# Load Data
target_df ="sep", ",").option("header", "true").option("inferSchema", "true").csv("/mnt/vpa-raw-data-dev/POC/target.csv")
source_df ="sep", ",").option("header", "true").option("inferSchema", "true").csv("/mnt/vpa-raw-data-dev/POC/source.csv")

In order to use MERGE command, we need save to two DataFrames into Delta table. More info about Delta table, please see the link here.

# Delta tables
spark.sql("DROP TABLE IF EXISTS source")
spark.sql("CREATE TABLE source (ID STRING, Name STRING, Owner STRING, Description STRING) USING DELTA LOCATION '/mnt/vpa-raw-data-dev/POC/source'")
spark.sql("TRUNCATE TABLE source")
source_df.write.format("delta").mode("overwrite").option("mergeSchema", "true").save('/mnt/vpa-raw-data-dev/POC/source')

from pyspark.sql.functions import *
from pyspark.sql.types import *
spark.sql("DROP TABLE IF EXISTS target")
spark.sql("CREATE TABLE target (ID STRING, Name STRING, Owner STRING, Description STRING, RowStatus STRING) USING DELTA LOCATION '/mnt/vpa-raw-data-dev/POC/target'")
spark.sql("TRUNCATE TABLE target")
target_df = target_df.withColumn('RowStatus', lit(None).cast(StringType()))

SCD Merge

We have to use two MERGE command to cover the four scenarios: SCD 1, SCD 2, New rows, and unchanged rows, as one MERGE command only support one UPDATE/INSERT within.

-- Update SCD Type 2 rows (RowStatus = 2) and Insert Not Match rows (RowStatus = 3)
USING source
ON target.ID = source.ID
WHEN MATCHED AND (NOT(source.Owner <=> target.Owner) OR NOT(source.Name <=> target.Name)) THEN
    target.RowStatus = 2,
    target.Owner = source.Owner,
    target.Name = source.Name,
    target.Description = source.Description  
  THEN INSERT (ID,Name,Owner,Description,RowStatus) VALUES (source.ID,source.Name,source.Owner,source.Description,3)
-- Merge SCD Type 1 update (RowStatus = 1)
USING source
ON target.ID = source.ID
WHEN MATCHED AND (target.RowStatus IS NULL) AND (NOT(source.Description <=> target.Description)) THEN
    target.RowStatus = 1,
    target.Description = source.Description

Check the merge result in target table if both SCD Type 1 and 2 update as expected.

Update and Insert

When the merged data set in target table, we need use this target dataset to update the dimension tables, probably in traditional database(SQL Server/MySQL…). Here we use Azure SQL Database as an example.

Spark JDBC doesn’t support Update command. One workaround is use Spark Connector. In order to achieve this, we need create one temporary table to store those SCD Type 1 and Type 2 rows. Then update the dimension table with the temporary table through Spark Connector.

#Filter out SCD Type 1 and 2 rows from target Delta table, and save into one temp table in Azure SQL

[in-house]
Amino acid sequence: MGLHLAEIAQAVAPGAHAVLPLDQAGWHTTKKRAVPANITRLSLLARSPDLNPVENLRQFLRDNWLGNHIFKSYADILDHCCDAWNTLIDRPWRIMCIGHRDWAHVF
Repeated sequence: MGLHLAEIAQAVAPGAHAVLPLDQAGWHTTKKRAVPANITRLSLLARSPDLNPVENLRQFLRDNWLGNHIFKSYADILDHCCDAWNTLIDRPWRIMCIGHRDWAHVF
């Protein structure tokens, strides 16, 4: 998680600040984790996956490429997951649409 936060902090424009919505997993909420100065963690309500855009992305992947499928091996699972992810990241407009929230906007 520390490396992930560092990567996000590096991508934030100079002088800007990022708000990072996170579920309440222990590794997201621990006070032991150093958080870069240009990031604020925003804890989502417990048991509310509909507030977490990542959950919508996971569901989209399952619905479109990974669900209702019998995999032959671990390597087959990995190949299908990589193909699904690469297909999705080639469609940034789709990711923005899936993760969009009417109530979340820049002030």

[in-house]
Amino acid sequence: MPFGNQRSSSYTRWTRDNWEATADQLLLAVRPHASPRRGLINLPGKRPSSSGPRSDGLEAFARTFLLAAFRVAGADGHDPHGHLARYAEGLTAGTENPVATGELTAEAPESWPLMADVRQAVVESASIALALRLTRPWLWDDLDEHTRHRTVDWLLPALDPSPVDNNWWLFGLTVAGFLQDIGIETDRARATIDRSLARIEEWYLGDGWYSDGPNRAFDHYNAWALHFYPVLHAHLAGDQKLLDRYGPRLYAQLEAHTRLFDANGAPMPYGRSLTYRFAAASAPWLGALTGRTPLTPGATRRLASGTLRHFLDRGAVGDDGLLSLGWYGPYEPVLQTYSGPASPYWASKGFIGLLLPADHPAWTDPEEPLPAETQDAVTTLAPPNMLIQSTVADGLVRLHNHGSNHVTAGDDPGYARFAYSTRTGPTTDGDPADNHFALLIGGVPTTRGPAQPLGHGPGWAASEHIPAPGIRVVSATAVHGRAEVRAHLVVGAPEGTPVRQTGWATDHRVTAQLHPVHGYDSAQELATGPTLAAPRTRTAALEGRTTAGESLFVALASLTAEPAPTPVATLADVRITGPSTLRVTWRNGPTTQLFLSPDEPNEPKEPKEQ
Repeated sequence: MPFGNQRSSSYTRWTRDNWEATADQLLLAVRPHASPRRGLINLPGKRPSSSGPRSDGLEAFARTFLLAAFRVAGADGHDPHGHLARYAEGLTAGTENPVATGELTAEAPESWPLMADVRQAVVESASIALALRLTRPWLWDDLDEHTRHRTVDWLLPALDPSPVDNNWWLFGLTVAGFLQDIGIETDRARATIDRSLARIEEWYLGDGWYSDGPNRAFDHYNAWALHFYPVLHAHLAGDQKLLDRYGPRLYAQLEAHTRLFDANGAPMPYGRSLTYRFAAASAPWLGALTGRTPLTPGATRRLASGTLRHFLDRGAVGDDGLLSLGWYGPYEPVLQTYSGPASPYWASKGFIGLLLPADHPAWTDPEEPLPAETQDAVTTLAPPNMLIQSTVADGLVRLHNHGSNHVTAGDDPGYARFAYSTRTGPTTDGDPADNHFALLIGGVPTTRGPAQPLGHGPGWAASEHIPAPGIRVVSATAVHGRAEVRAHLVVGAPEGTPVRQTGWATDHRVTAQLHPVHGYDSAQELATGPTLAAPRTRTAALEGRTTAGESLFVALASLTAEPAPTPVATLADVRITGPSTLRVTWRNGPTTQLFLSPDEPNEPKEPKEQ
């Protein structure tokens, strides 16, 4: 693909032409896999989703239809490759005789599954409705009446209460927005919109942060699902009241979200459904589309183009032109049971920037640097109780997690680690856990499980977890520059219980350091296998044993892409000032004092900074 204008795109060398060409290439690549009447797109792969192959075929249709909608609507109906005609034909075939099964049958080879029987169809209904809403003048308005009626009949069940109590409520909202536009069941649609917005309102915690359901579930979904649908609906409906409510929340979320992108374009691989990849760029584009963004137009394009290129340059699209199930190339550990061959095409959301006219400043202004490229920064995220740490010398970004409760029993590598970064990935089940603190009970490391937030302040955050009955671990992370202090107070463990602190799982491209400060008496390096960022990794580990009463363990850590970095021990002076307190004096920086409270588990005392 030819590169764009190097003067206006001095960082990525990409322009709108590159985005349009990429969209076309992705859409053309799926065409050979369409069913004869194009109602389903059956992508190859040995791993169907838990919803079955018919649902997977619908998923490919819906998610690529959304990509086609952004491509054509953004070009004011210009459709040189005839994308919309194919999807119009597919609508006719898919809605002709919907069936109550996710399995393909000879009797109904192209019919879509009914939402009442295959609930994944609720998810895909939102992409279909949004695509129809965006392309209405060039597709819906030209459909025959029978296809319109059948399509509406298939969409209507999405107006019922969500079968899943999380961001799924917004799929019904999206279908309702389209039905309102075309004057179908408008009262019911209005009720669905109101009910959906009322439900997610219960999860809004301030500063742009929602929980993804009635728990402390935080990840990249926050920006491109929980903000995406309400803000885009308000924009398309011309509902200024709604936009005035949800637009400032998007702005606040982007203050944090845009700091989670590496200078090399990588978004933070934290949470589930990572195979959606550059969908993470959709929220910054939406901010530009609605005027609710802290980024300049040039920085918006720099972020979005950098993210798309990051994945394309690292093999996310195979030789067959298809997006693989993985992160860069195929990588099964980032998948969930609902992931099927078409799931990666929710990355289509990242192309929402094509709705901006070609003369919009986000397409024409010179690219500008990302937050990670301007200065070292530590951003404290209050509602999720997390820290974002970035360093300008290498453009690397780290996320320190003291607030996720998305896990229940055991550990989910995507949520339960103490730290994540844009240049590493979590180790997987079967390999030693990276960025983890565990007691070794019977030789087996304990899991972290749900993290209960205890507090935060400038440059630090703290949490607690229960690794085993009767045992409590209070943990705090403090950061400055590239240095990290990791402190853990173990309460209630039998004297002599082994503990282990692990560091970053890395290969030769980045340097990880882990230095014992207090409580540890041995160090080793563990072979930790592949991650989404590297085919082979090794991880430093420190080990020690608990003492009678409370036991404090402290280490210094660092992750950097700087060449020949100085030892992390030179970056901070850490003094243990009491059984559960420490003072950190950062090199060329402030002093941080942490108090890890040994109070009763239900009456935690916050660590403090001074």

scd12_df = spark.sql("SELECT ID, Name, Owner, Description, RowStatus FROM target WHERE ( RowStatus = 2 OR RowStatus = 1)")
scd12_df.write.mode("overwrite").jdbc(url = jdbcUrl, table = "Scd_tmp", properties = connectionProperties)
import org.apache.spark.sql.SQLContext

//Update columns value for those SCD Type 1 change only row
val scd1_query = """
              |UPDATE Scd
              |SET Scd.Description = Scd_tmp.Description
              |FROM Scd
              |INNER JOIN Scd_tmp
              |ON Scd.ID = Scd_tmp.ID AND Scd_tmp.RowStatus = '1';

val scd1_config = Config(Map(
  "url"            -> "dummy url",
  "databaseName"   -> "dummy databaseName",
  "user"           -> "dummy user",
  "password"       -> "dummy pwd",
  "queryCustom"    -> scd1_query

//Update SCD Type 2 row: Set Active_Record as 0, and Record_EndDate as current datatime.
val scd2_query2 = """
              |UPDATE Scd
              |SET Scd.Active_Record = '0', Scd.Record_EndDate = GETDATE()
              |FROM Scd
              |INNER JOIN Scd_tmp
              |ON Scd.ID = Scd_tmp.ID AND Scd_tmp.RowStatus = '2';

val scd2_config = Config(Map(
  "url"            -> "dummy url",
  "databaseName"   -> "dummy databaseName",
  "user"           -> "dummy user",
  "password"       -> "dummy pwd",
  "queryCustom"    -> scd1_query

Finally insert the those from Spark into SQL tables through JDBC API.

newinserted_df = spark.sql("SELECT ID, Name, Owner, Description FROM target WHERE RowStatus = '3'")
newinserted_df.write.mode("append").jdbc(url = jdbcUrl, table = "Scd", properties = connectionProperties)

Handling Excel Data in Azure Databricks

By now, there is no default support of loading data from Spark in Cloud.(Here we take Azure Databricks as the example). Based on research, some links sound helpful.

This article describes some practice based on our recent projects.

Data Preparation

Sample MS Excel data as below: Two sheets: Companies, and Users